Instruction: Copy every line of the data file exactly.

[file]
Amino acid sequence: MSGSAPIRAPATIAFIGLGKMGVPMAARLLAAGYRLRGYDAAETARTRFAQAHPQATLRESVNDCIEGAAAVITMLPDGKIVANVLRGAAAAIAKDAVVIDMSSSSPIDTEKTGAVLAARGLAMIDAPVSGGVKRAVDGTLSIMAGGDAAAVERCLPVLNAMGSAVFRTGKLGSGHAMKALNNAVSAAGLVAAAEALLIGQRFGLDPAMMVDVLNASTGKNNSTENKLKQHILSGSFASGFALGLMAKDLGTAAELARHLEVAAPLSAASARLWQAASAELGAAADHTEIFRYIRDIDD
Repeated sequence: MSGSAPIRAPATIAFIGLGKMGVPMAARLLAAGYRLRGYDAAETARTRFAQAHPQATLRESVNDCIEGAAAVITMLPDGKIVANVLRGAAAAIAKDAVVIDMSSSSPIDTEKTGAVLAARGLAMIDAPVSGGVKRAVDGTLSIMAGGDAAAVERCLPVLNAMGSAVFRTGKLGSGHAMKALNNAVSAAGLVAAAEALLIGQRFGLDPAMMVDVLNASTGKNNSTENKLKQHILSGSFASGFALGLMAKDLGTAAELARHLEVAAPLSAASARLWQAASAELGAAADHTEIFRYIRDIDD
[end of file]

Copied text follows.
Amino acid sequence: MSGSAPIRAPATIAFIGLGKMGVPMAARLLAAGYRLRGYDAAETARTRFAQAHPQATLRESVNDCIEGAAAVITMLPDGKIVANVLRGAAAAIAKDAVVIDMSSSSPIDTEKTGAVLAARGLAMIDAPVSGGVKRAVDGTLSIMAGGDAAAVERCLPVLNAMGSAVFRTGKLGSGHAMKALNNAVSAAGLVAAAEALLIGQRFGLDPAMMVDVLNASTGKNNSTENKLKQHILSGSFASGFALGLMAKDLGTAAELARHLEVAAPLSAASARLWQAASAELGAAADHTEIFRYIRDIDD
Repeated sequence: MSGSAPIRAPATIAFIGLGKMGVPMAARLLAAGYRLRGYDAAETARTRFAQAHPQATLRESVNDCIEGAAAVITMLPDGKIVANVLRGAAAAIAKDAVVIDMSSSSPIDTEKTGAVLAARGLAMIDAPVSGGVKRAVDGTLSIMAGGDAAAVERCLPVLNAMGSAVFRTGKLGSGHAMKALNNAVSAAGLVAAAEALLIGQRFGLDPAMMVDVLNASTGKNNSTENKLKQHILSGSFASGFALGLMAKDLGTAAELARHLEVAAPLSAASARLWQAASAELGAAADHTEIFRYIRDIDD